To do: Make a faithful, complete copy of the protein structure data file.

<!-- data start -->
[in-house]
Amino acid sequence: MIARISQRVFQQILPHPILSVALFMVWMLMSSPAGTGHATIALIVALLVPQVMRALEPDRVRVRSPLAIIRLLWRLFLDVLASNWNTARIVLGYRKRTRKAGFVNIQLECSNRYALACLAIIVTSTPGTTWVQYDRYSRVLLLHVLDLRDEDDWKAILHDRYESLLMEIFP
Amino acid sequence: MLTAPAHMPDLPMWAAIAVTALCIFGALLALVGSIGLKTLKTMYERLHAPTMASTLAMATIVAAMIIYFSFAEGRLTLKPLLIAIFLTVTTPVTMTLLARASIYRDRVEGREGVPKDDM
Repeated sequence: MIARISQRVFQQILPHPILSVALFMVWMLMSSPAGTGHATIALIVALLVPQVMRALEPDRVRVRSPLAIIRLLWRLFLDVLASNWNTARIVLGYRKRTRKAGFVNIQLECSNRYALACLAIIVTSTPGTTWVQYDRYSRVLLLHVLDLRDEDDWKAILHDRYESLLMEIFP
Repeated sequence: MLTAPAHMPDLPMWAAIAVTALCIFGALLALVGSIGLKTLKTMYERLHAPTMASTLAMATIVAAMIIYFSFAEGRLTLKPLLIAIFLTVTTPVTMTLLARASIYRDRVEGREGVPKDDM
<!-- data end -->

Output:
[in-house]
Amino acid sequence: MIARISQRVFQQILPHPILSVALFMVWMLMSSPAGTGHATIALIVALLVPQVMRALEPDRVRVRSPLAIIRLLWRLFLDVLASNWNTARIVLGYRKRTRKAGFVNIQLECSNRYALACLAIIVTSTPGTTWVQYDRYSRVLLLHVLDLRDEDDWKAILHDRYESLLMEIFP
Amino acid sequence: MLTAPAHMPDLPMWAAIAVTALCIFGALLALVGSIGLKTLKTMYERLHAPTMASTLAMATIVAAMIIYFSFAEGRLTLKPLLIAIFLTVTTPVTMTLLARASIYRDRVEGREGVPKDDM
Repeated sequence: MIARISQRVFQQILPHPILSVALFMVWMLMSSPAGTGHATIALIVALLVPQVMRALEPDRVRVRSPLAIIRLLWRLFLDVLASNWNTARIVLGYRKRTRKAGFVNIQLECSNRYALACLAIIVTSTPGTTWVQYDRYSRVLLLHVLDLRDEDDWKAILHDRYESLLMEIFP
Repeated sequence: MLTAPAHMPDLPMWAAIAVTALCIFGALLALVGSIGLKTLKTMYERLHAPTMASTLAMATIVAAMIIYFSFAEGRLTLKPLLIAIFLTVTTPVTMTLLARASIYRDRVEGREGVPKDDM